It seems this year’s election is setting a record for mudslinging, half-truths and issue avoiding. With such pettiness pelting us every day, it is tempting to join the growing, “why even bother voting” chorus, and simply do anything other than engage in this election. But this is something Americans do not have the luxury of doing. You see, unlike many other parts of the world, we are active participants in our government.
As I have written in columns before, the United States is unique because we are a country based on ideas, or, as our founders said, “self-evident” truths. Truths like equality before the law, the right to life, the right to liberty and the right to pursue happiness as we see fit, and not as a government official determines. Americans recognize that government has limits and have enshrined these limits in our Constitution. Government is not to run rough-shod over our rights to free speech, religious expression, to keep and bear arms, and a number of other rights given to us by our Creator.
In addition to these rights recognized in law, we were given the privilege of determining who would serve us in government. But it is more than that, we were given the ability to check our officials for adherence to constitutional principle.
The Preamble to the Constitution set forth that it was the desire of the American people to “form a more perfect union…” The Constitution was the implementation of that desire. Every four years we are challenged to take our Constitution, our framework of government, and put it against current reality — and then judge our elected officials by it. In this way, we the people are, in effect, our Constitution’s final interpreters.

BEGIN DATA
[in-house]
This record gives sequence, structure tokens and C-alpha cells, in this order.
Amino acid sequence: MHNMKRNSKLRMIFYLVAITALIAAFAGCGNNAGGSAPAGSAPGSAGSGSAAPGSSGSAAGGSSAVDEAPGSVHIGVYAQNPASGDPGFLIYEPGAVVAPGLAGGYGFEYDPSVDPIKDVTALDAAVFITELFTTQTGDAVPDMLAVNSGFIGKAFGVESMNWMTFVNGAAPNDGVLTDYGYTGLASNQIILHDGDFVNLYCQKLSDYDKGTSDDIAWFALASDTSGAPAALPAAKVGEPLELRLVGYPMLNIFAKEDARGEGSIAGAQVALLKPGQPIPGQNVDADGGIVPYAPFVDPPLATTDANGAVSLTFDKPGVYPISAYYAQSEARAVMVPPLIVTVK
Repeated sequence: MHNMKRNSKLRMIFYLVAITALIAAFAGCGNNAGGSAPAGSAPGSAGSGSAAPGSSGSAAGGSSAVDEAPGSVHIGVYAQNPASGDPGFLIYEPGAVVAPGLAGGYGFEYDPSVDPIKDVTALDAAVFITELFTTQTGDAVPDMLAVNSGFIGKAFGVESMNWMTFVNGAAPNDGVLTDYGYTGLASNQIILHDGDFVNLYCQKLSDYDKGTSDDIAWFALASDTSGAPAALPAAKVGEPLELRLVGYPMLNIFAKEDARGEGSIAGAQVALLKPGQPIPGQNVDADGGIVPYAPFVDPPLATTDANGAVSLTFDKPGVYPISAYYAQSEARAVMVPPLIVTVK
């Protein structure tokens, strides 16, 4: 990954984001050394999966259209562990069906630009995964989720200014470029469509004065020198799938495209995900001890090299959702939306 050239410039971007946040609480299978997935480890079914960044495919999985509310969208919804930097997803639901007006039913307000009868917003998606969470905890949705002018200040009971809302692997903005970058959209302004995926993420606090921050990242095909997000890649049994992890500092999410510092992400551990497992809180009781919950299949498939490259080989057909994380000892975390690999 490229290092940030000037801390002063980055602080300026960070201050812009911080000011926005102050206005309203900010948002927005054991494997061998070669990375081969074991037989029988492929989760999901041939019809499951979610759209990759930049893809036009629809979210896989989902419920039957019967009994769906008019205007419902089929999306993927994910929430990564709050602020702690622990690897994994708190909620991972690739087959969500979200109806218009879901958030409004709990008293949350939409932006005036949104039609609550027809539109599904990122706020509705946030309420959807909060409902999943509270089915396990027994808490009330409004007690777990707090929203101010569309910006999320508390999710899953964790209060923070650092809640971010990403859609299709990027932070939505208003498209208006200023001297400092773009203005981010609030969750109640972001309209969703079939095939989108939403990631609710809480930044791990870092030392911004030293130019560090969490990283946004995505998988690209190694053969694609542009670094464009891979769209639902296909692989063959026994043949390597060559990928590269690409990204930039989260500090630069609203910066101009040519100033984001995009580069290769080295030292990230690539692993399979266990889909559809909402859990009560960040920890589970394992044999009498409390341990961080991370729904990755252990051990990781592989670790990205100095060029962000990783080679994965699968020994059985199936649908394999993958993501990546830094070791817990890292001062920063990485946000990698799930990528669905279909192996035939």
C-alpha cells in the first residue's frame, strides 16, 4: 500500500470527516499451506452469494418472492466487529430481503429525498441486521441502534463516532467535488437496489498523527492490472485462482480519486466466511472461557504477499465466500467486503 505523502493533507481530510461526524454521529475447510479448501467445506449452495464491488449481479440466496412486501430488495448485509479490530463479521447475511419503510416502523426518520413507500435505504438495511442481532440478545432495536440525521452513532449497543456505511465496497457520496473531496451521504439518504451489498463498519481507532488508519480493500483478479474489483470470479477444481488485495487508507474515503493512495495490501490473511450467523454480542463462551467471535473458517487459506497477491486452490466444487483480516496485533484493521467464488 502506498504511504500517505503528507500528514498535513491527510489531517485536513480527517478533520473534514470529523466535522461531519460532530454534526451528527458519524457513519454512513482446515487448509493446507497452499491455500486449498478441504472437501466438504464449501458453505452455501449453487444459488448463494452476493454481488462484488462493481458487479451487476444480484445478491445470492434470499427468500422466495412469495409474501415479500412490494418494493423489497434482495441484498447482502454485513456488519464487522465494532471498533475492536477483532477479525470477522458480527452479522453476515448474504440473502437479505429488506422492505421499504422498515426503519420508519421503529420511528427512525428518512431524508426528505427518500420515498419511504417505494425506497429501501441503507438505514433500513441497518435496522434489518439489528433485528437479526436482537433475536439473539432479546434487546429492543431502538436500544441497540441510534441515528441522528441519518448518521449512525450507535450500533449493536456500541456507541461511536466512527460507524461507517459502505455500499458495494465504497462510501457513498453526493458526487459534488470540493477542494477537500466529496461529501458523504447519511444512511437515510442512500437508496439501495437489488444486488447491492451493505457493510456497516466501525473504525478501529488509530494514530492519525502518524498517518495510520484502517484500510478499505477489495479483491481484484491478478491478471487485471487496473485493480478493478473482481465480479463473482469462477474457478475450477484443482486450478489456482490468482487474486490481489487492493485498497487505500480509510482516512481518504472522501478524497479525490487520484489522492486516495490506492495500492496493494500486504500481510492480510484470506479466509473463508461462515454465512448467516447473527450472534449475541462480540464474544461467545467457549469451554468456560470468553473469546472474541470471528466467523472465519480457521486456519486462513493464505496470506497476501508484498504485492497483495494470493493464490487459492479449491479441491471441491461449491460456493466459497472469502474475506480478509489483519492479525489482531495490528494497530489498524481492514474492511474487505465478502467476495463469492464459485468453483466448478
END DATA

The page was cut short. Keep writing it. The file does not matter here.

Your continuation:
This issue is very clear this year at the presidential level. There is currently a vacancy on the United States Supreme Court, which arose from the death of Justice Scalia. The court is very nearly divided on matters of judicial interpretation — half favor an expansive reading of the Constitution, the other half favor interpreting the Constitution in the way it was written. The next justice is likely to determine the balance. Our major party nominees essentially split on this issue. This alone, regardless of how you want it to come down, should drive every eligible American to vote.
But the same principle applies at every level of government. All of our elected officials take oaths to uphold the federal Constitution, and state officials are also take a similar oath in regard to the Constitution of Indiana.
Our nation’s founders did not trust government to elites. They did not want a king or queen. They did not want an emperor. They had seen the results of such systems and of tyranny. So, they put it in the hands of who they trusted the most: We the People. People in places like Haubstadt, Owensville and Ft. Branch. And we owe it to them, the hundreds of thousands who have died defending our Constitution, our children and their children, to do our duty, get informed and VOTE.
Rep. Tom Washburne (R-Darmstadt) serves has chairman of the Courts and Criminal Code Committee. He represents Gibson County and portions of Knox, Pike, Vanderburgh and Posey counties.
A high-resolution photo of Washburne can be downloaded by clicking here.